The moorings are assigned on a first come, first serve basis. Once the Harbor is full, which holds 350 boats, boats can moor outside at Descanso Bay and Hamilton Cove. There is more motion there, occasionally uncomfortable, and a longer trip to the town by dinghy or shore boat. The water is too deep to anchor at Avalon, unless you own a small ship.
The mooring assignments are made just outside the harbor, roughly straight out from the green “Pleasure Pier”. Look for the red Harbor Patrol boats. They will need to know the length of your boat, how many nights, and your documentation number. The fee is usually paid by check, so have it ready.
Boats are moored bow & stern, so that they do not swing. The patrol boat will tell you which fairway to turn into. It will be tight, with lots of dinghies, sometimes swimmers, so go slow and careful. Have crew on the bow as lookout. Check your wind direction for drift when mooring.
When you are abeam your mooring, make your turn and aim for the floating pole. Stop with your bow right at the pole. The crew picks up the pole, which is attached to a short lead line. Quickly pull the line until a big yellow line hawser appears, and slip the loop onto the bow cleat. The bow is now secure! Now comes the tricky part, securing the stern.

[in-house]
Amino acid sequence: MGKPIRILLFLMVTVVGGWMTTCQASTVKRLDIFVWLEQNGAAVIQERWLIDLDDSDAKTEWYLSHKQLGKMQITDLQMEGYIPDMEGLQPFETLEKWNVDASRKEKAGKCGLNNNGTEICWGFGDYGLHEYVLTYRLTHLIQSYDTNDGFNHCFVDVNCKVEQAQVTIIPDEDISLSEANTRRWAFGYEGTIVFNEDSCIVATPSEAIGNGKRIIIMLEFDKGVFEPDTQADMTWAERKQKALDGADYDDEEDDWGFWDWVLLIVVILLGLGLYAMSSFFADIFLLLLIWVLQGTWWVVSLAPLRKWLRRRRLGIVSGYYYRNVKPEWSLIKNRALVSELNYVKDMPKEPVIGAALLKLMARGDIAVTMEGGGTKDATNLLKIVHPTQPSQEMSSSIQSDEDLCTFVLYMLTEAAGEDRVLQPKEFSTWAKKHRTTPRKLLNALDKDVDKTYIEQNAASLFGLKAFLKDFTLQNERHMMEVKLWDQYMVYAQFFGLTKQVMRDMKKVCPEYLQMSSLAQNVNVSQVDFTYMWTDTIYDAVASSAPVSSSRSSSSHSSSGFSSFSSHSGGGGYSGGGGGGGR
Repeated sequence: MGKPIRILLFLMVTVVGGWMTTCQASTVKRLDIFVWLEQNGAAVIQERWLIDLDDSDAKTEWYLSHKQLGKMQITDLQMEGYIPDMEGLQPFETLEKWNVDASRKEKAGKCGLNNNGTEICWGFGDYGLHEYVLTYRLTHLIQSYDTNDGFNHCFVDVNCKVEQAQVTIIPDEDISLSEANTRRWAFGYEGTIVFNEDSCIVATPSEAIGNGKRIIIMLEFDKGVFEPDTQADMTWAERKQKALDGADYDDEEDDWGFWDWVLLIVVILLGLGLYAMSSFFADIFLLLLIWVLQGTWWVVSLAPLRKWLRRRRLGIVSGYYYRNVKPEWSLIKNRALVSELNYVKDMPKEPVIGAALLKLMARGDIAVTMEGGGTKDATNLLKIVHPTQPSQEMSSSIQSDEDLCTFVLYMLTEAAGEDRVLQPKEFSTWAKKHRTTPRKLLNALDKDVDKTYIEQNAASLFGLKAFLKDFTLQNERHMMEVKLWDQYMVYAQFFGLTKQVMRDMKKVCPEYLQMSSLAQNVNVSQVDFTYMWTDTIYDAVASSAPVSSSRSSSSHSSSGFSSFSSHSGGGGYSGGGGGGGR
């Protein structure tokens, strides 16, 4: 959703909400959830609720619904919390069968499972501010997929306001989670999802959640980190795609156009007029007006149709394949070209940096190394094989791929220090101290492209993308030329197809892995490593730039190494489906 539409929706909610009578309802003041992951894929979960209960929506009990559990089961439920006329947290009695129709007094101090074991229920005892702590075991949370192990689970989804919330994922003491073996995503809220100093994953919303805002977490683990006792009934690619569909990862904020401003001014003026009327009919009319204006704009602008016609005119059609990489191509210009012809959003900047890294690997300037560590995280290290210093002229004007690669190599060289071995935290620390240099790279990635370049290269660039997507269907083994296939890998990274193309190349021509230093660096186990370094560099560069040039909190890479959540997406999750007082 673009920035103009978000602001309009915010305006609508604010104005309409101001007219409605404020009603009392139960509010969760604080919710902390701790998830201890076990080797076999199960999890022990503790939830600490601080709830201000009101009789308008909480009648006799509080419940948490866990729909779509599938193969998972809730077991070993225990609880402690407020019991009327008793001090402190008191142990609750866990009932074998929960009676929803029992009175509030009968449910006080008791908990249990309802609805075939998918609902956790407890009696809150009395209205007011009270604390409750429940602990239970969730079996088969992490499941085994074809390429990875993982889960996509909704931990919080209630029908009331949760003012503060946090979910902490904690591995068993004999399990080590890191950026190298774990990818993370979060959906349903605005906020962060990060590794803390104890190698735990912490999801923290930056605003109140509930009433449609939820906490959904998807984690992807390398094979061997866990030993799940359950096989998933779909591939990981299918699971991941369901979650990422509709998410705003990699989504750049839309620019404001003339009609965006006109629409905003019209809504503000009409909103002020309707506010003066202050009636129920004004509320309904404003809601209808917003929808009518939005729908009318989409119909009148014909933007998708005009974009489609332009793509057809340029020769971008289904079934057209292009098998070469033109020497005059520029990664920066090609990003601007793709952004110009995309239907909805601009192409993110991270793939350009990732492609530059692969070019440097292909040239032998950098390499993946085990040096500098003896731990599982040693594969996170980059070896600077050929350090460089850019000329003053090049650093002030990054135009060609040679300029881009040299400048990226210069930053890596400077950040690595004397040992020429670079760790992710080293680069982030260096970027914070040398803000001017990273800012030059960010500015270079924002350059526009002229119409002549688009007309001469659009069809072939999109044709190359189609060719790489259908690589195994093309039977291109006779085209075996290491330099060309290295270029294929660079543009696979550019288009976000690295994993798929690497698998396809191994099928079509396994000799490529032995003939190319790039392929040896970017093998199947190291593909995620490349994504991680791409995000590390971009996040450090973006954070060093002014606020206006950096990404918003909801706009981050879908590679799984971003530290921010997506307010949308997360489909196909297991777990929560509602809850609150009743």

The boat may start to drift, so keep an eye on your position relative to the boats on either side, which are 10 to 20 feet away. Back away slightly if needed, to make it easier to hook up the stern line.
To retrieve the stern mooring line, the crew should quickly pull along the weighted spreader line, walking aft as they pull. Gloves are handy, as the spreader line is slimy.
The skipper might use the engine(s) in moderation to hold the boat in position, taking great care that the engine is in neutral, if the spreader line is near the prop(s). It is safest to lay the slack spreader line on deck, so that it can’t foul the prop, but then you get slime on your boat.
If you cannot reach the yellow stern mooring hawser, simply get the spreader line onto the stern cleat as soon as possible, and tighten when you can. Give the boat time to settle into position, then adjust if necessary. As Captain Ron would say, “it’s time to kick back some cold ones” and watch the newcomers go through the same drill!
The tension on these lines can vary greatly during large tidal swings. You may need to adjust the stern line to avoid excessive strain at high tide, or drifting close to your neighbors at low tide. A dock line can be led through the stern hawser loop, if the spreader line appears unsafe.
Departure is normally easy. Simply release bow and stern lines, but wait for the spreader lines to sink clear of the props. Then pull forward and make your way out of the moorings and start your voyage home!